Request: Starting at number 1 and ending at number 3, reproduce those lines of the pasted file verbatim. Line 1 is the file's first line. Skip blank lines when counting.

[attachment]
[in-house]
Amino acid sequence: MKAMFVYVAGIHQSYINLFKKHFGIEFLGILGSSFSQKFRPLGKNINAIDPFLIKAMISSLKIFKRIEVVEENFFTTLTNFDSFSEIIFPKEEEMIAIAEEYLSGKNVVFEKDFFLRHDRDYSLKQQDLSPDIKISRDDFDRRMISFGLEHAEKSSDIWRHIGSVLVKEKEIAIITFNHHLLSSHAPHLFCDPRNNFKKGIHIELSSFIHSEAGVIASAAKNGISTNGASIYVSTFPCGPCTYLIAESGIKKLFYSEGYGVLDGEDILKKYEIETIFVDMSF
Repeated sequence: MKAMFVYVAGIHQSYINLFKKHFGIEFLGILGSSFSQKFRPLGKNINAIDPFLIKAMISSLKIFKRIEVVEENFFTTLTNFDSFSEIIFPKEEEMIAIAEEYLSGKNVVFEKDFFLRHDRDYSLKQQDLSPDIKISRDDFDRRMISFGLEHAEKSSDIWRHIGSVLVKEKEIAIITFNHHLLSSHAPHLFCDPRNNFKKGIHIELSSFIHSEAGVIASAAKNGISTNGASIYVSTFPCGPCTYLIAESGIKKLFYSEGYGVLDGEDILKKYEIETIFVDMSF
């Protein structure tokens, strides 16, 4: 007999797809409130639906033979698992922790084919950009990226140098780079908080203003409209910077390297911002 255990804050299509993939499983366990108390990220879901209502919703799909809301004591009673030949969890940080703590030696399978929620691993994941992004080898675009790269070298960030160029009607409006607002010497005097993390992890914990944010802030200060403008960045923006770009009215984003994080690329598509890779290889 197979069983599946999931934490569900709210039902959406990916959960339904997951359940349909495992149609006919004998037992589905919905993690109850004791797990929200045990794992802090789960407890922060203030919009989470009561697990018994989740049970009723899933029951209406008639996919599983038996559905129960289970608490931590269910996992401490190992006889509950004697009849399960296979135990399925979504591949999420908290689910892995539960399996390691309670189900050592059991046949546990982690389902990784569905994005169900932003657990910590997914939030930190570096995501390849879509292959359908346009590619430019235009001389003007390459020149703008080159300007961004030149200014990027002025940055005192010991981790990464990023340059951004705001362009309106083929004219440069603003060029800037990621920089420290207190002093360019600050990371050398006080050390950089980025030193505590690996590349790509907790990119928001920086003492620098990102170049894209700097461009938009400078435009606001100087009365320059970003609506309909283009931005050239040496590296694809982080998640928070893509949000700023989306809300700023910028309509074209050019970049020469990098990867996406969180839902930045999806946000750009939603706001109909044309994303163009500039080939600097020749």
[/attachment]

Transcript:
[in-house]
Amino acid sequence: MKAMFVYVAGIHQSYINLFKKHFGIEFLGILGSSFSQKFRPLGKNINAIDPFLIKAMISSLKIFKRIEVVEENFFTTLTNFDSFSEIIFPKEEEMIAIAEEYLSGKNVVFEKDFFLRHDRDYSLKQQDLSPDIKISRDDFDRRMISFGLEHAEKSSDIWRHIGSVLVKEKEIAIITFNHHLLSSHAPHLFCDPRNNFKKGIHIELSSFIHSEAGVIASAAKNGISTNGASIYVSTFPCGPCTYLIAESGIKKLFYSEGYGVLDGEDILKKYEIETIFVDMSF
Repeated sequence: MKAMFVYVAGIHQSYINLFKKHFGIEFLGILGSSFSQKFRPLGKNINAIDPFLIKAMISSLKIFKRIEVVEENFFTTLTNFDSFSEIIFPKEEEMIAIAEEYLSGKNVVFEKDFFLRHDRDYSLKQQDLSPDIKISRDDFDRRMISFGLEHAEKSSDIWRHIGSVLVKEKEIAIITFNHHLLSSHAPHLFCDPRNNFKKGIHIELSSFIHSEAGVIASAAKNGISTNGASIYVSTFPCGPCTYLIAESGIKKLFYSEGYGVLDGEDILKKYEIETIFVDMSF